ZAHRA is a new documentary that tells of the passion and commitment of a single mother with four children, a refugee from Somalia, who overcomes obstacles to transform her life and make a difference in the community. Tackling crucial issues that affect social harmony, breaking down communication barriers between the old and the young, resolving conflicts between groups and clans, and campaigning on the global issue of female genital mutilation. The film is available on DVD.
'ZAHRA is a powerful film showing a woman's journey to make a difference in
society, starting with herself. The films also shows how discussion can play a key
role in addressing and overcoming issues facing our communities and contains ideas
that could be applied for wide benefit in all our situations and communities.'
Esther Ridsdale, founder, The Civil Society Forum
A sequel to The Imam and the Pastor, shot in Kenya, was premiered in Nairobi on 11 June 2010 in the Amani Room of the Serena Hotel in Nairobi. 'Amani' means peace in Swahili and the room acquired its name after Kenya's post-election violence in 2008. It was here that Kofi Annan brokered the National Peace Accord and the formation of Kenya's present coalition government.
'This is a very important film. We need to learn, indeed, from Imam Ashafa and Pastor James and multiply in a thousand places their experiences of healing and reconciliation'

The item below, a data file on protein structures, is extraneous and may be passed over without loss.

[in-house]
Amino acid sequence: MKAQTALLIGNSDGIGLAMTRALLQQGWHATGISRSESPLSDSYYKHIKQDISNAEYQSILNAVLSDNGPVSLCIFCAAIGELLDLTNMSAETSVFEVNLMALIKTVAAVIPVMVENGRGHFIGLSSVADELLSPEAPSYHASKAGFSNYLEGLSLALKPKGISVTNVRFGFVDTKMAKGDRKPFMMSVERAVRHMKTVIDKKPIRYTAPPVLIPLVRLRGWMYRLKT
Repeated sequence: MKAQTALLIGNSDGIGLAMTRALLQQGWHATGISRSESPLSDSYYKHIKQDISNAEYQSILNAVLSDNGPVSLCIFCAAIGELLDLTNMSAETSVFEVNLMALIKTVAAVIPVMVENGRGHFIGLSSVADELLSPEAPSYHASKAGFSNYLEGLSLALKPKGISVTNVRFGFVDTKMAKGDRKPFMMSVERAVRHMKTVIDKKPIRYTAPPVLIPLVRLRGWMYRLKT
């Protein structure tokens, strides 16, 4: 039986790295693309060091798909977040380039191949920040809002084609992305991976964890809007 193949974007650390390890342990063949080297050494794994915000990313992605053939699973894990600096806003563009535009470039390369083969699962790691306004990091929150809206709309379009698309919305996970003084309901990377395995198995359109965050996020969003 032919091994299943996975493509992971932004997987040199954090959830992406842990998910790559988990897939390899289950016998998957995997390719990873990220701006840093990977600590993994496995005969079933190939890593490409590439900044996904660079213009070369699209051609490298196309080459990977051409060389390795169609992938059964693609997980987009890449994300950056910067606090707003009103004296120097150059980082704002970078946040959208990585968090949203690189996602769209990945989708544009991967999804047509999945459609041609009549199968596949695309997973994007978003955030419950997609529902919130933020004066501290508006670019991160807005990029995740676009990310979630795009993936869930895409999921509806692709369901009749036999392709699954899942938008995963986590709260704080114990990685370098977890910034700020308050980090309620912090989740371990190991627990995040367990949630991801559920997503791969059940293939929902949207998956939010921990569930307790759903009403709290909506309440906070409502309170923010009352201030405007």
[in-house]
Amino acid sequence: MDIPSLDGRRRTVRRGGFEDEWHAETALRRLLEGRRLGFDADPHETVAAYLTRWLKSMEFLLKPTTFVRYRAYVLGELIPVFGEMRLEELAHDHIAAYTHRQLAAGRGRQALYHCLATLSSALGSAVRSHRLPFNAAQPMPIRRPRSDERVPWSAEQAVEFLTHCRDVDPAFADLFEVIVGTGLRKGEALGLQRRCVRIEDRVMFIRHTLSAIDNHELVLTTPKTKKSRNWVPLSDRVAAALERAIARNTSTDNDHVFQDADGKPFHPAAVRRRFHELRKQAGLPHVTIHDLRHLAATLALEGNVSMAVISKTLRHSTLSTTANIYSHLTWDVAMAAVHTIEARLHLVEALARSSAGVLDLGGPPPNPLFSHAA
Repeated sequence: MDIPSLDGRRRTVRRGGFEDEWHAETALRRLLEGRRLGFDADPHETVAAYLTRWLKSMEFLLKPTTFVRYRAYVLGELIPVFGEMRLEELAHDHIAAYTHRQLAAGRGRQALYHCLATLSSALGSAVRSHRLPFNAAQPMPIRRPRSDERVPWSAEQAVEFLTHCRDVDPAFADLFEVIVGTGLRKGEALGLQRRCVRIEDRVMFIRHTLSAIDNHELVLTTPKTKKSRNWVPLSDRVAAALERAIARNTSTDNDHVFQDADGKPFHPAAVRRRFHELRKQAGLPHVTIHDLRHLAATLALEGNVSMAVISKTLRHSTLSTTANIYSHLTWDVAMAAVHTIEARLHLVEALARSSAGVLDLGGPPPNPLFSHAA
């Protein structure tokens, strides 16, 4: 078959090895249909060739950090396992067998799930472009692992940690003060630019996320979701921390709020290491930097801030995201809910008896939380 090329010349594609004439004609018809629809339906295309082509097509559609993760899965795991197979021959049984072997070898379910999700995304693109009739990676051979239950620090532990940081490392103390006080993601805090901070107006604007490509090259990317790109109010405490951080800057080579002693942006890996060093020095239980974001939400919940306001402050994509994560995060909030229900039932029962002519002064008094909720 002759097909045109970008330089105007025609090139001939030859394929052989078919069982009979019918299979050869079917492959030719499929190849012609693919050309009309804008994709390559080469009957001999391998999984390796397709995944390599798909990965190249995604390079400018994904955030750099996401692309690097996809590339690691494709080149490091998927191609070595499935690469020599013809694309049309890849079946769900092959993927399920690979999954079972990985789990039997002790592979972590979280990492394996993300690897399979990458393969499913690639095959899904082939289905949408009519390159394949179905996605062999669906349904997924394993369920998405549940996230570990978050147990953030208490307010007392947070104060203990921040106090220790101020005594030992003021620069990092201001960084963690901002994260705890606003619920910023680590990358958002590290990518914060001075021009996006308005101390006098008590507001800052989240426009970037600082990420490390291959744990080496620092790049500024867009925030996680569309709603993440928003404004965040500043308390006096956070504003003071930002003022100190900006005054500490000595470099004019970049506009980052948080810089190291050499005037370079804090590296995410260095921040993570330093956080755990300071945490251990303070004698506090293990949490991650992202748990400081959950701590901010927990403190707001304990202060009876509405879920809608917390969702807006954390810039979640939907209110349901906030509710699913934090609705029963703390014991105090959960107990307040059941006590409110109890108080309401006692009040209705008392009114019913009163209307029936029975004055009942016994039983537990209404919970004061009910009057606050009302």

Kofi Annan, former Secretary-General of the United Nations.
More than one thousand people were killed following disputed elections in Kenya at the end of 2007. Imam Muhammad Ashafa and Pastor Jame Wuye - former militia leaders turned peace-makers from Nigeria - were invited to mediate in the worst-affected district. This film depicts their dramatic bid to bring healing and reconciliation after death and destruction.
This 38-minute documentary film is available on DVD.
Imam Muhammad Ashafa interacts with children in the camp in Eldoret where 16,000 people took shelter after post-elections violence in January 2008.
"The Imam and the Pastor" depicts the astonishing reconciliation between Imam Muhammad Ashafa and Pastor James Wuye, and the peace-making initiatives which have flowed from it. The film, narrated by Rageh Omaar, shows that it is possible for the perpetrators of inter-religious violence to become instigators of peace. It is both a story of forgiveness and a case study of grass-root initiatives to rebuild communities torn apart by conflict.